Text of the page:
A controversial pipeline being built across south Wales to Gloucestershire is facing a further setback.
The pipeline will eventually supply 20% of the UK's energy
A High Court judge has struck down a decision to grant planning permission for a terminus being built in Cilfrew, near Neath, as "unlawful".
The construction of the pipe to transport liquefied natural gas (LNG) from Milford Haven has already been disrupted by environmental protesters.
The 190-mile (306km) pipe will provide 20% of the UK's energy supply.
The scheme to build the terminus at Cilfrew was given the green light by the planning committee of Neath Port Talbot County Borough Council in September last year by a 13-12 majority.
A protest was staged inside the pipeline in Trebanos last November
But London's High Court heard that four councillors from the Ratepayers Party had been told not to take part in the planning decision on whether it should be built above the ground.
Council officials advised them not to vote because they had attended an earlier protest meeting against the plans.
The four were also told if they did vote it could lead to complaints to an ombudsman or legal challenge.
The councillors adopted a neutral stance and did not go on a site visit.
When the plan was approved, residents who believed the situation to be unfair sought a judicial review.
They were concerned about increased traffic and a potential environmental hazard because of old mine workings in the area.
On Friday, the judge struck down the decision made by the local authority's planning committee last September as "unlawful" and ordered the vote be taken again.
High Court Judge Mr Justice Collins said the councillors should never been told not to vote.
He said: "The councillors did feel under pressure not to participate. Where it seems that the advice given was clearly wrong, was in raising the threat of a complaint to the ombudsman."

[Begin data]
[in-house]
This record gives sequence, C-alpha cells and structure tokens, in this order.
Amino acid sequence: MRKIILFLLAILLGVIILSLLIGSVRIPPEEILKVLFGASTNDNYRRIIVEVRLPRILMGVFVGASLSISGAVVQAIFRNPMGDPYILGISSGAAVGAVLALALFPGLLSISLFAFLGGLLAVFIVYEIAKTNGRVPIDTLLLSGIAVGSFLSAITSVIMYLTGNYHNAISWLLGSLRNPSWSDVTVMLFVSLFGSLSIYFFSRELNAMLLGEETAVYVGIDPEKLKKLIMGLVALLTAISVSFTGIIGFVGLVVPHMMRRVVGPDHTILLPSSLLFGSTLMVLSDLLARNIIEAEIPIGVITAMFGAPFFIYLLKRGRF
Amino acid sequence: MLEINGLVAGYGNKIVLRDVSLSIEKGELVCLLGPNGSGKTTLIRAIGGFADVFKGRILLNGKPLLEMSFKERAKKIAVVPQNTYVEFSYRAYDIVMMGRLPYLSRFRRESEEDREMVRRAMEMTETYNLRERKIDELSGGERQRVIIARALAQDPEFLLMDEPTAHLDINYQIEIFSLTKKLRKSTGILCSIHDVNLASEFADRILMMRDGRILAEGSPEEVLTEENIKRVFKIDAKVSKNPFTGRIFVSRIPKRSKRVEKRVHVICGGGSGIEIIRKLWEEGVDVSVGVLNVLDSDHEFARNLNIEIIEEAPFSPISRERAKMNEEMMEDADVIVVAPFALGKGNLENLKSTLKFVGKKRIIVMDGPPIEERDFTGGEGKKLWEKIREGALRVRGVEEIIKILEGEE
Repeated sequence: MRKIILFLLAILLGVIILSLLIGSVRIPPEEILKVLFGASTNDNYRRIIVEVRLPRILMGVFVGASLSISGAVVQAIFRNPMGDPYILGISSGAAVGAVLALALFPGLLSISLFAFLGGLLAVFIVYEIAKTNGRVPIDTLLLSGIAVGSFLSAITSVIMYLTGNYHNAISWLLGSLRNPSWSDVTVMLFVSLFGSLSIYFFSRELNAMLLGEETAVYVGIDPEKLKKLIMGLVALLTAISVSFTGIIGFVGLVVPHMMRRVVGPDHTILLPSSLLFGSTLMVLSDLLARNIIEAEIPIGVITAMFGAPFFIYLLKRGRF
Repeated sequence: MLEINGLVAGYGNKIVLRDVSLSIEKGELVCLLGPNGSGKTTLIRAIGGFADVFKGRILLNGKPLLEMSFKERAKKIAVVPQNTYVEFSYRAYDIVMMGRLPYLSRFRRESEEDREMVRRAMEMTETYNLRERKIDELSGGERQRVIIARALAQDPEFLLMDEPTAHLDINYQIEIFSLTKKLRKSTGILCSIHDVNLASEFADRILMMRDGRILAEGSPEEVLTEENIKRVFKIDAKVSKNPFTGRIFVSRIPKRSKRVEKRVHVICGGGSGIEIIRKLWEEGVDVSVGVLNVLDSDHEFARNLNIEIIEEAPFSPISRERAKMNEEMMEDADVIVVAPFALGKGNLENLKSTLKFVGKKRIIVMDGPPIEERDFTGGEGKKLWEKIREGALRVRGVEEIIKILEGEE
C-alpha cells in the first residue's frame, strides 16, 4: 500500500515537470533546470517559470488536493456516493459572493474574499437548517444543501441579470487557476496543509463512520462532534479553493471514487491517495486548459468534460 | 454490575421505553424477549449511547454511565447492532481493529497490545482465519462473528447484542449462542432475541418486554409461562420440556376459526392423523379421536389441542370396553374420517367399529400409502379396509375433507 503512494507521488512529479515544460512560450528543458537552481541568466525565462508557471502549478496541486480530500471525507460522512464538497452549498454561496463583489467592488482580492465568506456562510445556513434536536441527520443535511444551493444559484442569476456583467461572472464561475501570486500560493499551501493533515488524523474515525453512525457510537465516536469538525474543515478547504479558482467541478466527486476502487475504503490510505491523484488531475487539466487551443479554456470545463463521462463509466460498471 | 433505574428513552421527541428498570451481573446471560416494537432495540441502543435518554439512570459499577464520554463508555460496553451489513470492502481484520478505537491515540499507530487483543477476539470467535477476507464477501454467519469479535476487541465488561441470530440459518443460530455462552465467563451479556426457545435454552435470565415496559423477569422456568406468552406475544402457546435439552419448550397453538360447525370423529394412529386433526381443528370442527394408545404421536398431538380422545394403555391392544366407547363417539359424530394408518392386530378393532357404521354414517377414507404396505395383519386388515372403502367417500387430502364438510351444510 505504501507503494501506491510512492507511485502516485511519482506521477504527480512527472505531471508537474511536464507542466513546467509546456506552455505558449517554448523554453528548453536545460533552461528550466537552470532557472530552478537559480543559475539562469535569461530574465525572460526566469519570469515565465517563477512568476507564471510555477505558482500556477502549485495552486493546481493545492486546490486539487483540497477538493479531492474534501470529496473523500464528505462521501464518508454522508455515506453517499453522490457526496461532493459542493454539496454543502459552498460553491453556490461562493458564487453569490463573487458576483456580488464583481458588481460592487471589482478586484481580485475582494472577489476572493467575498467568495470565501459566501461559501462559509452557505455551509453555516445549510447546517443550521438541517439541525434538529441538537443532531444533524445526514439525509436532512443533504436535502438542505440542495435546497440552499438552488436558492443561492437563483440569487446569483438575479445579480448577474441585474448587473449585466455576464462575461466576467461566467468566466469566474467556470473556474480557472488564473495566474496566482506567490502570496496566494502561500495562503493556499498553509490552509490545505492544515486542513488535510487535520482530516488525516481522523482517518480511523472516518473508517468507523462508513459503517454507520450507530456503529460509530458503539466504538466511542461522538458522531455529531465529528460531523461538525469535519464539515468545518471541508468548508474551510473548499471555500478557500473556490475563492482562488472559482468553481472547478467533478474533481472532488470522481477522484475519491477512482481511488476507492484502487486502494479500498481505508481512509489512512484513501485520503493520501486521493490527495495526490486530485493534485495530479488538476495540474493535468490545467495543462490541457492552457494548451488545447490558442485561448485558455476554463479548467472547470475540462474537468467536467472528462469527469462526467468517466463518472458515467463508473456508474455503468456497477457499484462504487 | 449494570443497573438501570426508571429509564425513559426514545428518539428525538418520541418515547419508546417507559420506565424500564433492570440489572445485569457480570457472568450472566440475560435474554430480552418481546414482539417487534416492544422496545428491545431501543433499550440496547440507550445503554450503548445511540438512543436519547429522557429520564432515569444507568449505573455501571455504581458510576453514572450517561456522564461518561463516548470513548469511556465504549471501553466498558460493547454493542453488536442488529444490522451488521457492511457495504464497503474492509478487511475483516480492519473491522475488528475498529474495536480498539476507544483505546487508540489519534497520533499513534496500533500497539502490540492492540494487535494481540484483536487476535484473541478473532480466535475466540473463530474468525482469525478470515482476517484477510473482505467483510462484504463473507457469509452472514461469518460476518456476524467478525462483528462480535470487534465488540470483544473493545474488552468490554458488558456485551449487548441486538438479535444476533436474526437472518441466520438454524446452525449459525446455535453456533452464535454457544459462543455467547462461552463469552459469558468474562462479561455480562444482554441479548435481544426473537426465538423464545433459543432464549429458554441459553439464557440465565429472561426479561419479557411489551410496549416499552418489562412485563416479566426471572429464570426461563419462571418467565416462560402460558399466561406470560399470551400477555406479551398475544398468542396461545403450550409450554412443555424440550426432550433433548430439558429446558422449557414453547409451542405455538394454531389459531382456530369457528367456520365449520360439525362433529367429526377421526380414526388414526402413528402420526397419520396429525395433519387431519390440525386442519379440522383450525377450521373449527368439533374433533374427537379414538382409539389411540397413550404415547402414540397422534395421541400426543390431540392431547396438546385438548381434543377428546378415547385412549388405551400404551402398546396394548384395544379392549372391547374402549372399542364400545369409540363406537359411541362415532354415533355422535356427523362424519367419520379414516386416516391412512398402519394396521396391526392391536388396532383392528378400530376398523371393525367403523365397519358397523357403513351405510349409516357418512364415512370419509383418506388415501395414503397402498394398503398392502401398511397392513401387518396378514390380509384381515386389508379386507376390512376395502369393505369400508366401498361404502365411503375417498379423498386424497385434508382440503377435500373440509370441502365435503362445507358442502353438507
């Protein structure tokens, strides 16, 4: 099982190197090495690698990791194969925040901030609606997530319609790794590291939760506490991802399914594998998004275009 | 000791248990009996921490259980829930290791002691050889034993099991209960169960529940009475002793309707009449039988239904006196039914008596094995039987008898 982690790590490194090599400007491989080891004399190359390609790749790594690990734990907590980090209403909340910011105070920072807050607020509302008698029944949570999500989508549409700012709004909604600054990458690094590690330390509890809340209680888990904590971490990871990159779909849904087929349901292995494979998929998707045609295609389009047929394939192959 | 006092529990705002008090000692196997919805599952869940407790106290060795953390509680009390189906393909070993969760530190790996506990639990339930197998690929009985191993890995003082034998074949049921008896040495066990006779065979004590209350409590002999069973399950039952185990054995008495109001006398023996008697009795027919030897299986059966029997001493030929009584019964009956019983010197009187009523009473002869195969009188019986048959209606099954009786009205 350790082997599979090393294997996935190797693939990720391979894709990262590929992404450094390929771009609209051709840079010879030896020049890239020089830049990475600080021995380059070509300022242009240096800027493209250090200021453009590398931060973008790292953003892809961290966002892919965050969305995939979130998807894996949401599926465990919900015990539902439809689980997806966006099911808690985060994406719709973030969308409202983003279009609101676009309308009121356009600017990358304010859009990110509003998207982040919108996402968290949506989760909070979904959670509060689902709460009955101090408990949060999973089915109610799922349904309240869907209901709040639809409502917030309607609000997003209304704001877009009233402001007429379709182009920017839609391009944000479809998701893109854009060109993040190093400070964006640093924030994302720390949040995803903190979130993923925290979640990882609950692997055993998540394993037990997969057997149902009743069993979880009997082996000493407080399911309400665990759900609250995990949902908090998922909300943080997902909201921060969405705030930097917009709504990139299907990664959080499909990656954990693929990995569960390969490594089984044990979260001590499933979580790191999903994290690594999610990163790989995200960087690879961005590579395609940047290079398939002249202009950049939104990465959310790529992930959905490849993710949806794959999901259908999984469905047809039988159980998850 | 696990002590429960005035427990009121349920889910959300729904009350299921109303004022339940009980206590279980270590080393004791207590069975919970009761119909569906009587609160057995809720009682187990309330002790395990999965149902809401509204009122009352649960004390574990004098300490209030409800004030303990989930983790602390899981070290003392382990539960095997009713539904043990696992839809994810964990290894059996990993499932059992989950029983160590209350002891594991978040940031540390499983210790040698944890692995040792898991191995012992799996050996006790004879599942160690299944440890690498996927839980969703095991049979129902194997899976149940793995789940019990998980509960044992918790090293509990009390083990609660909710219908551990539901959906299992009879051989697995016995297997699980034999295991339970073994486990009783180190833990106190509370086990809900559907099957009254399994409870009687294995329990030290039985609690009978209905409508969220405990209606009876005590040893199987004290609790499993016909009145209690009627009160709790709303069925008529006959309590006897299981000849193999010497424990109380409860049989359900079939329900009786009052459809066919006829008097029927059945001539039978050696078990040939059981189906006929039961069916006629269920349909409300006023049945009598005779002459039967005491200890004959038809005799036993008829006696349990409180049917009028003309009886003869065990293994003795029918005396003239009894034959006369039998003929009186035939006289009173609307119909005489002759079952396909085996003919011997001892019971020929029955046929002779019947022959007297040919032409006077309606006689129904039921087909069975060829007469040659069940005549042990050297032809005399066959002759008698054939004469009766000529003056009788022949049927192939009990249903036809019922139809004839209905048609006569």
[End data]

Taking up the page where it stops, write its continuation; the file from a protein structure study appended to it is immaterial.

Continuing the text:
He went on to say that councillors should not be inhibited from "doing the duty imposed upon them by the democratic system by the over-cautious advice from monitoring observers".
All four councillors - none of whom have indicated which way they would vote - could take part in the new decision, he said.
He also gave permission for the National Grid, the contractors building the pipeline, to maintain the site where work has already begun but further development is now suspended.
Protests have already been held against the construction of the pipeline which will link LNG terminals in Milford Haven to the national network in Swansea and ultimately Gloucestershire.
As well as a protest at the South Hook LNG terminal near Milford Haven last month, work on the pipeline at Trebanos in the Swansea Valley was halted in November by demonstrators who climbed inside the pipe.
A statement from Neath Port Talbot Council said: "We will now have to carefully consider the court judgement before being able to give consideration to the now undetermined planning application and the next course of action."
National Grid also said they were reviewing the judge's decision.